I was walking along looking for somebody, and then suddenly I wasn’t anymore. – Winnie the Pooh

You know when you have a plugged drain? But before it gets to the point when you have to call the plumber, you see that the water is taking more time to leave the sink and go down the drain? You let that happen for a few weeks hoping that it will miraculously just go down with a few plunges or some Draino. But we all know that this is highly unlikely. At some point the problem of the clogged drain will need to be solved or else you simply will not be able to use the sink. The residues of toothpaste and face cleanser will leave a circle of film in your sink and the need to clean it will become an almost daily grind because you didn’t take care of the clog when you first noticed it.

This is what drinking is like for me. I come from a family of alcoholics as so many of us do because drinking is just so much damn fun. It is so much easier to pour a glass of gorgeous Brunello instead of sitting on a mat and meditating. Life is short, right? Enjoy the wine. Fuck all these self imposed rules and regulations, right? Just eat the cookie and drink the frickin wine, right? Well not so fast, though I have a lot of friends who can just have one glass of wine and sip it slowly, this is not my gig. I wish it were. My grandfather has two glasses of red every single night at five pm. Without fail. And he is 101. Some people can just have the wine and call it a day. For me, I have the wine and I want more wine. Then the next day I want it again. And the ritual turns into a self talk garble and each day I get foggier and less clear about my purpose. The cobwebs re-enter at a slow barely noticeable pace until one day a few weeks in, I just don’t feel good. I feel imbalanced and emotionally unsteady. I find myself questioning my core. I never do this when I am not drinking alcohol. So I decided the day after my son’s 21st birthday, that I would apply the one day at a time mantra to giving up drinking today. My friends say, “are you drinking or not drinking?” Instead of the black and white yes or no, locking me into the corner,  I say instead, “I am not drinking today.”

Because this is true. Today is all I know. And what I know is that when I don’t drink alcohol I feel a sense of inner power and direction that allows me to get the creative juice ideas headed in the right direction at the speed of light. With no detours and dead ends. I feel good, great, better when I don’t drink. So I am not drinking today. And as life comes at me and the universe tells its story to me the way it is supposed to I come across the article yesterday about this “movement,” this new “thing” called elective sobriety because God forbid everything doesn’t have a branding possibility. Women are consciously not drinking alcohol and cutesy names are popping up all over the place. Mocktails. Soberinstagram. Sobercurious hashtags and websites and pop up gatherings are apparently now a trend. Because in our world we live in, everything seems to need to be something. But in this case, I wholeheartedly agree. Why do we feel the need to escape from our luscious brilliant selves? As Glinda the Good Witch said, “You’ve always had the power, my dear.”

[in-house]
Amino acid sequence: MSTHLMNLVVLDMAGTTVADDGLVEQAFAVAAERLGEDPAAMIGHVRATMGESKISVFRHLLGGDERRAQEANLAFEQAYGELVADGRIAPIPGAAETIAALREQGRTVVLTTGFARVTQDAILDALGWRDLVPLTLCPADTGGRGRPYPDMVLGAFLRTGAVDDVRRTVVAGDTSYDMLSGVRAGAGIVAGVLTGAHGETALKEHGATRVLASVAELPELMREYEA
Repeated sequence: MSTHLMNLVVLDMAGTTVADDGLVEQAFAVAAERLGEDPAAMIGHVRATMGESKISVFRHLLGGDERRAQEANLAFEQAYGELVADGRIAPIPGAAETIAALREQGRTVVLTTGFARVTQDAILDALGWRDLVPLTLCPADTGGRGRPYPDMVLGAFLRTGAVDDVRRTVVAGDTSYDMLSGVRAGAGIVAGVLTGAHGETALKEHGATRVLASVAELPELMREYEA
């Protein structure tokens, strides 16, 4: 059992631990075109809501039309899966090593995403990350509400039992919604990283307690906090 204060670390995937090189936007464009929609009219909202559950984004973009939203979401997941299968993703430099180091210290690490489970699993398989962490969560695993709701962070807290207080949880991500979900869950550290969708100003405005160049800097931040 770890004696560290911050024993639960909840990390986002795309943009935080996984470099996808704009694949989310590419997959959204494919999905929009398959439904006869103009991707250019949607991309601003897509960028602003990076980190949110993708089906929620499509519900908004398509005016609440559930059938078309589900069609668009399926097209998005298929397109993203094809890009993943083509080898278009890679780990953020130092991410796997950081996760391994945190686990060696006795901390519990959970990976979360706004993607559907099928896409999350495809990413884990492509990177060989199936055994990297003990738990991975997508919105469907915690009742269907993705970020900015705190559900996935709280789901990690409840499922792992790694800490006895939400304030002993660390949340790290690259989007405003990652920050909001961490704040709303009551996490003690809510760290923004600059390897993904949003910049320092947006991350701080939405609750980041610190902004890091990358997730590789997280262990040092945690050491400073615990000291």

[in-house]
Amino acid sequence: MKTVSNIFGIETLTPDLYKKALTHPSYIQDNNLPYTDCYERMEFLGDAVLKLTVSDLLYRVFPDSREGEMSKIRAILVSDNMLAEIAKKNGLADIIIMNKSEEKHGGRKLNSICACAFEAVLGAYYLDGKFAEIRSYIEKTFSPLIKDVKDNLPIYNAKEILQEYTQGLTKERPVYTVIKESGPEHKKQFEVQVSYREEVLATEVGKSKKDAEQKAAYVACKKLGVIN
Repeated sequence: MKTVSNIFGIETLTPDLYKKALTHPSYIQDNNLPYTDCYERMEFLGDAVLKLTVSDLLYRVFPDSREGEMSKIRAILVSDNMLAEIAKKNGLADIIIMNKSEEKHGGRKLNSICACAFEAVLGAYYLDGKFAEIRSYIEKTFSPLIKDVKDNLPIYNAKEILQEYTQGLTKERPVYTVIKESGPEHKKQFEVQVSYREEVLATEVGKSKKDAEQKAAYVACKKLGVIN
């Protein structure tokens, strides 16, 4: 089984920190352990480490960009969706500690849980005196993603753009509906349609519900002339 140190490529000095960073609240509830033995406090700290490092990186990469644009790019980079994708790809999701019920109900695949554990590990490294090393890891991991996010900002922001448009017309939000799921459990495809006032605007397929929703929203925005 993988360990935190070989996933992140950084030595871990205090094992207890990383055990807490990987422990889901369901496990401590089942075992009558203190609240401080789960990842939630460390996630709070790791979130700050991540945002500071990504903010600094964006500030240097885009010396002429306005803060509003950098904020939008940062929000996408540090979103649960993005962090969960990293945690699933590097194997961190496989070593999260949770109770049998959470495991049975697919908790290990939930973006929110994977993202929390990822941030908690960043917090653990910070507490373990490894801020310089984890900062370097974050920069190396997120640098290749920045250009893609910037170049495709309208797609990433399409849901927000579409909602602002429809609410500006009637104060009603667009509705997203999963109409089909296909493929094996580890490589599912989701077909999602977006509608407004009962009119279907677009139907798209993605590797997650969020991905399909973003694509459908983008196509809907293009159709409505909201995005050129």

The more we connect with our own true selves and learn who those selves really are, we march forth rather than stay stuck. Sometimes staying is stuck is necessary as it is part of the discovery process, but drinking for me keeps me there. Keeps my foot in the quicksand and the other foot trying to run ahead.

So for today anyway, I make my own mocktails, drink my hot tea by the fire and figure out ways to enjoy the festivities of holidays and gatherings without feeling the need to mute the edge. Because when my edge is sharp, it makes cutting a tomato way easier than trying to use a dull blade. I like the sharpness the gift of not drinking gives me. This alone is what makes the day be the next one and the one after that. So for today, I try again because I have always had the power.


This is the article I read that prompted this writing today. Great post. Thank you @Virginia Sole-Smith

https://elemental.medium.com/the-rise-of-elective-sobriety-8989550afbcb

college, Women

THE FEMALE ASPECT TO THIS COLLEGE SCANDAL

The college scandal continues at every corner I have turned this past week since the story broke. With good reason, it is a dire and despicable example of what goes terribly wrong with too much money not used for the right reason. Despite the plane crashes, the school shootings and the massacre in New Zealand, these college scandals are still in front of us. This is serious business, this college outrage. It is indicative of the layers of entitlement and greed that is nothing new in our young country or world for that matter.